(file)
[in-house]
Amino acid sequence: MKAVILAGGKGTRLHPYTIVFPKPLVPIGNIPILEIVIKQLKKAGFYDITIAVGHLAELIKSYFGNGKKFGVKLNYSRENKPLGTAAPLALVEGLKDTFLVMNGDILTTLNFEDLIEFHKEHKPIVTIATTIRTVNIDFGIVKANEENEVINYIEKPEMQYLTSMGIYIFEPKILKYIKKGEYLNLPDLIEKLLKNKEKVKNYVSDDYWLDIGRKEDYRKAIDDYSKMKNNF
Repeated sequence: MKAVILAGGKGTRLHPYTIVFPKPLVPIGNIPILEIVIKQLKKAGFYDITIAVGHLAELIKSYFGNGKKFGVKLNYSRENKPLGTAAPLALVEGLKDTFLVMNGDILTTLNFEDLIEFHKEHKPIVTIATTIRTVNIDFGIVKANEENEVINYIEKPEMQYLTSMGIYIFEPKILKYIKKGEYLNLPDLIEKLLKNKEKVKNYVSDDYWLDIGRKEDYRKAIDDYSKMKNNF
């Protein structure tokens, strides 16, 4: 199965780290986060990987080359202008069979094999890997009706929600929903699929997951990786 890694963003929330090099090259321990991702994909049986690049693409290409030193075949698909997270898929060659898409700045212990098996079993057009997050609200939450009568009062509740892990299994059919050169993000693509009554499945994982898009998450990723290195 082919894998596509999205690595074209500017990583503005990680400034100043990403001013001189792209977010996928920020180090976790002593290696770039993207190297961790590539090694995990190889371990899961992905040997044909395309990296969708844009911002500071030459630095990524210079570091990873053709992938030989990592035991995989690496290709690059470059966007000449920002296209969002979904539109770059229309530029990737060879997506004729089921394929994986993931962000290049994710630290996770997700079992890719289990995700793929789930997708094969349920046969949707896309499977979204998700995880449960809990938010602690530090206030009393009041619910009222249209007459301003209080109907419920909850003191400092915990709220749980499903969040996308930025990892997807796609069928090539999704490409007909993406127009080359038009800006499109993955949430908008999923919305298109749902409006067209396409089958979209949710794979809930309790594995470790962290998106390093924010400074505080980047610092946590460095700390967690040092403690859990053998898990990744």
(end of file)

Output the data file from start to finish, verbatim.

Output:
[in-house]
Amino acid sequence: MKAVILAGGKGTRLHPYTIVFPKPLVPIGNIPILEIVIKQLKKAGFYDITIAVGHLAELIKSYFGNGKKFGVKLNYSRENKPLGTAAPLALVEGLKDTFLVMNGDILTTLNFEDLIEFHKEHKPIVTIATTIRTVNIDFGIVKANEENEVINYIEKPEMQYLTSMGIYIFEPKILKYIKKGEYLNLPDLIEKLLKNKEKVKNYVSDDYWLDIGRKEDYRKAIDDYSKMKNNF
Repeated sequence: MKAVILAGGKGTRLHPYTIVFPKPLVPIGNIPILEIVIKQLKKAGFYDITIAVGHLAELIKSYFGNGKKFGVKLNYSRENKPLGTAAPLALVEGLKDTFLVMNGDILTTLNFEDLIEFHKEHKPIVTIATTIRTVNIDFGIVKANEENEVINYIEKPEMQYLTSMGIYIFEPKILKYIKKGEYLNLPDLIEKLLKNKEKVKNYVSDDYWLDIGRKEDYRKAIDDYSKMKNNF
């Protein structure tokens, strides 16, 4: 199965780290986060990987080359202008069979094999890997009706929600929903699929997951990786 890694963003929330090099090259321990991702994909049986690049693409290409030193075949698909997270898929060659898409700045212990098996079993057009997050609200939450009568009062509740892990299994059919050169993000693509009554499945994982898009998450990723290195 082919894998596509999205690595074209500017990583503005990680400034100043990403001013001189792209977010996928920020180090976790002593290696770039993207190297961790590539090694995990190889371990899961992905040997044909395309990296969708844009911002500071030459630095990524210079570091990873053709992938030989990592035991995989690496290709690059470059966007000449920002296209969002979904539109770059229309530029990737060879997506004729089921394929994986993931962000290049994710630290996770997700079992890719289990995700793929789930997708094969349920046969949707896309499977979204998700995880449960809990938010602690530090206030009393009041619910009222249209007459301003209080109907419920909850003191400092915990709220749980499903969040996308930025990892997807796609069928090539999704490409007909993406127009080359038009800006499109993955949430908008999923919305298109749902409006067209396409089958979209949710794979809930309790594995470790962290998106390093924010400074505080980047610092946590460095700390967690040092403690859990053998898990990744």